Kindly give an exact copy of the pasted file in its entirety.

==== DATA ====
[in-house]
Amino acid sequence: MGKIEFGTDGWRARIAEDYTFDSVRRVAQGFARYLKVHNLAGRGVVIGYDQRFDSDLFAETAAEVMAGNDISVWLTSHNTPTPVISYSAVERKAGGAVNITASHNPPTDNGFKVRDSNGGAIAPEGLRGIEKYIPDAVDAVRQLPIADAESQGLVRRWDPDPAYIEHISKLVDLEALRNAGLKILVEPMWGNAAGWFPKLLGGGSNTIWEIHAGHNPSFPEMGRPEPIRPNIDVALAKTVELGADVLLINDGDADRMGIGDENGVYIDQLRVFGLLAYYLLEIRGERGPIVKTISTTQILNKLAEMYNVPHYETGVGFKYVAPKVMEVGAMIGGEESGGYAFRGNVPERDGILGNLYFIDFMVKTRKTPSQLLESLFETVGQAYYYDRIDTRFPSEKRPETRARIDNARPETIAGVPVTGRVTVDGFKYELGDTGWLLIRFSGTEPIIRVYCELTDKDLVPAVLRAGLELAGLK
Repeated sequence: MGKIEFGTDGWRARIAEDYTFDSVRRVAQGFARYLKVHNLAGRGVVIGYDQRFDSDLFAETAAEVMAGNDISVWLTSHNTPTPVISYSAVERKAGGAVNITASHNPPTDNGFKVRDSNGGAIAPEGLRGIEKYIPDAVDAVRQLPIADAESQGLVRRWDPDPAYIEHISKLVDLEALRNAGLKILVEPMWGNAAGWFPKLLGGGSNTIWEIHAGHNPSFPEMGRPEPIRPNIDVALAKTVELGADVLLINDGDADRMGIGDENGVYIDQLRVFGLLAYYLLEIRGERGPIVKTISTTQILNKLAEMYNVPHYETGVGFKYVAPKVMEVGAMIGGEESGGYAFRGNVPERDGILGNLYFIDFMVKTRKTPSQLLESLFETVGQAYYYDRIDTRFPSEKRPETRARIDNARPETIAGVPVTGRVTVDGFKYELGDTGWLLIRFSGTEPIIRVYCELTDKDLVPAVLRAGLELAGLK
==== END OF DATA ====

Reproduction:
[in-house]
Amino acid sequence: MGKIEFGTDGWRARIAEDYTFDSVRRVAQGFARYLKVHNLAGRGVVIGYDQRFDSDLFAETAAEVMAGNDISVWLTSHNTPTPVISYSAVERKAGGAVNITASHNPPTDNGFKVRDSNGGAIAPEGLRGIEKYIPDAVDAVRQLPIADAESQGLVRRWDPDPAYIEHISKLVDLEALRNAGLKILVEPMWGNAAGWFPKLLGGGSNTIWEIHAGHNPSFPEMGRPEPIRPNIDVALAKTVELGADVLLINDGDADRMGIGDENGVYIDQLRVFGLLAYYLLEIRGERGPIVKTISTTQILNKLAEMYNVPHYETGVGFKYVAPKVMEVGAMIGGEESGGYAFRGNVPERDGILGNLYFIDFMVKTRKTPSQLLESLFETVGQAYYYDRIDTRFPSEKRPETRARIDNARPETIAGVPVTGRVTVDGFKYELGDTGWLLIRFSGTEPIIRVYCELTDKDLVPAVLRAGLELAGLK
Repeated sequence: MGKIEFGTDGWRARIAEDYTFDSVRRVAQGFARYLKVHNLAGRGVVIGYDQRFDSDLFAETAAEVMAGNDISVWLTSHNTPTPVISYSAVERKAGGAVNITASHNPPTDNGFKVRDSNGGAIAPEGLRGIEKYIPDAVDAVRQLPIADAESQGLVRRWDPDPAYIEHISKLVDLEALRNAGLKILVEPMWGNAAGWFPKLLGGGSNTIWEIHAGHNPSFPEMGRPEPIRPNIDVALAKTVELGADVLLINDGDADRMGIGDENGVYIDQLRVFGLLAYYLLEIRGERGPIVKTISTTQILNKLAEMYNVPHYETGVGFKYVAPKVMEVGAMIGGEESGGYAFRGNVPERDGILGNLYFIDFMVKTRKTPSQLLESLFETVGQAYYYDRIDTRFPSEKRPETRARIDNARPETIAGVPVTGRVTVDGFKYELGDTGWLLIRFSGTEPIIRVYCELTDKDLVPAVLRAGLELAGLK